3.31.2012

What I wanted to be when I grew up

I have an egg carton of lettuce, zucchini, and sweet pepper seeds growing on the window sill.  And I have a couple heirloom tomato plants coming in April from a local shop.  The early appearance of spring this year kind of rushed me into my vegetable growing.  I barely had time to buy seeds and stick them in dirt-filled egg shells before the trees and tulips started blossoming.  It has been quite a month.  I attended a beekeeping workshop early in March, getting ready for the arrival of our bees in April (!).  And last week I found myself at an urban chicken keeping class in my neighborhood - a bunch of eager and naive chicken enthusiasts trying to figure out how to bring the farm to the city.

What is it with all of the interest in growing and raising and keeping?  There's definitely something in my generation that has us all scrambling for ways to live a new (old) way.  Is it that we've been inundated with so much advancement and technology that we're desperate for something to touch and smell and work for? Have we so separated ourselves from each other and the earth that we can't help but want to raise chickens in our apartments?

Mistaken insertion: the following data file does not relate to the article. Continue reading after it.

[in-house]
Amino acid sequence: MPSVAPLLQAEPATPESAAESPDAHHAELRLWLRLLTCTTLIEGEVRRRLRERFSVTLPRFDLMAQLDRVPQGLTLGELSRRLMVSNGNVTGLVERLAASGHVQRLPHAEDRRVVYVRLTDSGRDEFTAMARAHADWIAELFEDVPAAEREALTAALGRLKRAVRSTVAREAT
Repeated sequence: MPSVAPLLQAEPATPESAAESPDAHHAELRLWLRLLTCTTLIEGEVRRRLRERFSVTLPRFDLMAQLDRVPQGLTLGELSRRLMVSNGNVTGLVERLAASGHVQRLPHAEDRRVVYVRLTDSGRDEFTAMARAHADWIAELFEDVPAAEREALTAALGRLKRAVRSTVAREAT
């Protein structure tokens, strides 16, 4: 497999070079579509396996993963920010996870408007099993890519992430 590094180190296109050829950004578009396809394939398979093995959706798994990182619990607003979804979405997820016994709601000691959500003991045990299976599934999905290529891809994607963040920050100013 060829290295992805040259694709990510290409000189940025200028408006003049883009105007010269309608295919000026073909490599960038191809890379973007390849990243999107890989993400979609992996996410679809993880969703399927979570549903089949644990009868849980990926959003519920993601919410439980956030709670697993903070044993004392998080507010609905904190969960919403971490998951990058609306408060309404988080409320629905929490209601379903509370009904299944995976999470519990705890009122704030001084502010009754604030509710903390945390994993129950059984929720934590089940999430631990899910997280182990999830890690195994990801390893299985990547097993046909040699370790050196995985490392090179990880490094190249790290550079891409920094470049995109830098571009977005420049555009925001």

It's funny, actually, because when I was little, I told everyone I wanted to be a farmer when I grew up (just ask my parents).  Which was so not cool at the time.  I was supposed to want to be a teacher or a marine biologist.  But farming?  Come on.  I lived in the suburbs of Chicago!  I couldn't help myself.  Every minute I got, I was out in the "woods" behind our house, channeling the spirits of Laura Ingalls Wilder and Jo March.  Then I grew up, grew out of my overalls and beat up Converse shoes, moved, went to school, saw the world.  I had to find a more realistic idea of "what I want to be when I grow up," like "artist" or "writer" is somehow closer to that realism.  After all that, now I find myself somewhat back where I started.  Maybe not exactly "farmer" in the present day sense - unlike my farming friend Al, I don't want the air-conditioned office of a John Deere tractor.  How 'bout just a sustainable farm with a garden, a chicken coop, and a couple beehives?  Maybe trade with neighbors for what we don't have, like the Kingsolver family did in Animal Vegetable Miracle?  I love their story.  I'd be happy with that.  And I love the story of these two unlikely farmers on Long Island - learning to farm and yield an unlikely harvest against all odds.